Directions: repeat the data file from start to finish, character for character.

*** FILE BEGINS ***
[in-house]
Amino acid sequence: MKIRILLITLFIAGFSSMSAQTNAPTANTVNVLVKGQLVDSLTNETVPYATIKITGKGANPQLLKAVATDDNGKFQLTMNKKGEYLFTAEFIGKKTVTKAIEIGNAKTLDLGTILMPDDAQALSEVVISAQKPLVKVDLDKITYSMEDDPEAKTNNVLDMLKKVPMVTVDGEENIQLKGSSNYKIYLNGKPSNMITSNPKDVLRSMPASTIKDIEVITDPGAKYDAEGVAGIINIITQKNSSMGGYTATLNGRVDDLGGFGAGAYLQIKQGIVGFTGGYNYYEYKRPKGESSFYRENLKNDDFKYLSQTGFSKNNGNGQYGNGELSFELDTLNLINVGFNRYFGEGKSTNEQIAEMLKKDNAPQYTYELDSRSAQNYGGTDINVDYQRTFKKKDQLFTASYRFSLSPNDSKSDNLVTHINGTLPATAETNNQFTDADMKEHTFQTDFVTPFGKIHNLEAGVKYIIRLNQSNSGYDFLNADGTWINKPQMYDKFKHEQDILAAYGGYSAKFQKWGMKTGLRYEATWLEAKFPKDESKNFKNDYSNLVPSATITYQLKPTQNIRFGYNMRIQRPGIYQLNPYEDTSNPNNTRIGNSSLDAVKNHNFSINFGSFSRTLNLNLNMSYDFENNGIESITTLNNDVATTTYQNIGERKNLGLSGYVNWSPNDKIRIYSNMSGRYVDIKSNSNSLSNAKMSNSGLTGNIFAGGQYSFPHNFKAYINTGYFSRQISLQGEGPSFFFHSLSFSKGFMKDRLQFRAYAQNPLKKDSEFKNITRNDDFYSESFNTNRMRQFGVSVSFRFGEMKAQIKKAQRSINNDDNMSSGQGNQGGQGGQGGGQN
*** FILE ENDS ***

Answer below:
[in-house]
Amino acid sequence: MKIRILLITLFIAGFSSMSAQTNAPTANTVNVLVKGQLVDSLTNETVPYATIKITGKGANPQLLKAVATDDNGKFQLTMNKKGEYLFTAEFIGKKTVTKAIEIGNAKTLDLGTILMPDDAQALSEVVISAQKPLVKVDLDKITYSMEDDPEAKTNNVLDMLKKVPMVTVDGEENIQLKGSSNYKIYLNGKPSNMITSNPKDVLRSMPASTIKDIEVITDPGAKYDAEGVAGIINIITQKNSSMGGYTATLNGRVDDLGGFGAGAYLQIKQGIVGFTGGYNYYEYKRPKGESSFYRENLKNDDFKYLSQTGFSKNNGNGQYGNGELSFELDTLNLINVGFNRYFGEGKSTNEQIAEMLKKDNAPQYTYELDSRSAQNYGGTDINVDYQRTFKKKDQLFTASYRFSLSPNDSKSDNLVTHINGTLPATAETNNQFTDADMKEHTFQTDFVTPFGKIHNLEAGVKYIIRLNQSNSGYDFLNADGTWINKPQMYDKFKHEQDILAAYGGYSAKFQKWGMKTGLRYEATWLEAKFPKDESKNFKNDYSNLVPSATITYQLKPTQNIRFGYNMRIQRPGIYQLNPYEDTSNPNNTRIGNSSLDAVKNHNFSINFGSFSRTLNLNLNMSYDFENNGIESITTLNNDVATTTYQNIGERKNLGLSGYVNWSPNDKIRIYSNMSGRYVDIKSNSNSLSNAKMSNSGLTGNIFAGGQYSFPHNFKAYINTGYFSRQISLQGEGPSFFFHSLSFSKGFMKDRLQFRAYAQNPLKKDSEFKNITRNDDFYSESFNTNRMRQFGVSVSFRFGEMKAQIKKAQRSINNDDNMSSGQGNQGGQGGQGGGQN